Thursday, January 23, 2014
Justice Robert M. Mallano Files Class Action Suit for Back Pay
By MICHAEL J. PEIL, Staff Writer
Court of Appeal Presiding Justice Robert M. Mallano has filed a class action complaint against State Controller John Chiang, the judges’ retirement systems, and 100 unnamed defendants.
The complaint, filed Tuesday, seeks a declaration that since 2008, judicial salaries have been underpaid in light of the pay increases mandated by Government Code §68203.
Section 68203 provides that judicial salaries “shall be increased” each year by the average percentage of salary increases of state employees, and shall not be subject to the discretion of state officials.
Mallano claims that he did not receive—and does not believe that any class member—received an increase in salary or derivative benefit from 2008-14. He asserts, however, that California state employees received average salary increases of at least 0.97 percent from fiscal year 2007-08, and further increases in 2009-11 of at least 0.21 percent.
Mallano says the class of similarly situated persons for this action consists of at least 1,600 active judges and justices, and at least 1,800 judicial retirees, pension beneficiaries, and survivors. The latter group of the class, he explains, is listed because the benefits from which they are to be paid corresponds to the final judicial salaries of active judges.
Mallano asserts in his complaint that the Los Angeles Superior Court should retain jurisdiction.
Explaining that “all California judges have at least an involuntary financial interest in this case,” so the rule of necessity applies.
The filing of this complaint comes after a previous demand by Mallano for what he contended was an unlawful withholding of his judicial salary.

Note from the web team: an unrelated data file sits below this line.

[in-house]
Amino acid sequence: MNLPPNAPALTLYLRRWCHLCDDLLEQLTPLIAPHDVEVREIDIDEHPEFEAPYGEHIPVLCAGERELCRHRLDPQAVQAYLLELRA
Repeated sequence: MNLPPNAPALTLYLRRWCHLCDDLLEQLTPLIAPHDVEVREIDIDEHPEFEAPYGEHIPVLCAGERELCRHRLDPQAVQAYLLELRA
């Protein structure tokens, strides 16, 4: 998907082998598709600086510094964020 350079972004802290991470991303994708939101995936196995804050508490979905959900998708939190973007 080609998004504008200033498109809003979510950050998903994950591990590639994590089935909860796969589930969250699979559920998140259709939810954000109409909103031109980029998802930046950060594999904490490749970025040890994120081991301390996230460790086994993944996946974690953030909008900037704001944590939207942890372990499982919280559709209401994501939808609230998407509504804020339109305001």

In December 2013, Mallano sent an email to Chiang, a copy of which was given to the MetNews, in which he demanded full pay, as mandated by §68203.
He cited Olson v. Cory (1980) 27 Cal.3d 532, holding that the previous version of §68203, which tied the salary increases to a computation of cost-of-living increases, could not be reduced during the terms of sitting or retired judges under the state constitution.
The filed complaint alleges that Chiang did not reply, or acknowledge, his demand.
Mallano also attached to his email a letter sent to judges from Steven Jahr, the administrative director of the courts, and Butte Superior Court Judge Rob Glusman, president of the California Judges Association, , dated Nov. 27, 2013.
In that letter, Jahr and Glusman explained that the State Department of Human Resources said judicial salaries would be increased by 0.22 percent, in accordance with the increase of average pay for state employees for the 2013-14 fiscal year.
Jahr and Glusman also recognized, however, that the attempt to increase the judicial salaries only for that year overlooked the deficient salary increases from 2008-11, which led them to contacting the Department of Finance and the Department of Human resources to address the retroactive balance prior to July 2013.
After dealing with the Director of Finance Michael Cohen, Jahr and Glusman explained, the Department of Finance agreed to take into account the two previous increases to state employees pay for purposes of computing what the increase to judges salary.
The different computation, Mallano learned, meant that he would receive a salary increase of salary increase of 1.4% retroactive to July 1, 2013. The pay would not, however, provide compensation for salary increases prior to July 1.
Mallano found this increase in retroactive pay to be unacceptable, explaining that the proposed scheme for limited retroactive pay still ignoring the 0.97 percent salary increase from 2007-08, and the subsequent 0.21% increases.
He estimated last December that a complete accounting of the additional pay he was due by law would amount to about $15,000.
Since 1978, Millano has served as on the South Bay Municipal Court, Los Angeles Superior Court, and Court of Appeal for this district.
He has filed an application for retirement with the Judges’ Retirement System to be effective Feb. 28, 2014.
Raoul D. Kennedy, James P. Schaefer, and William J. Casey of Skadden, Arps, Slate, Meagher & Flom LLP did not return calls from the MetNews yesterday for comment about their client’s suit.
Peter Allen, a senior manager at the Administrative Office of the Courts, said yesterday that his office had “no comment on pending litigation.”
Copyright 2014, Metropolitan News Company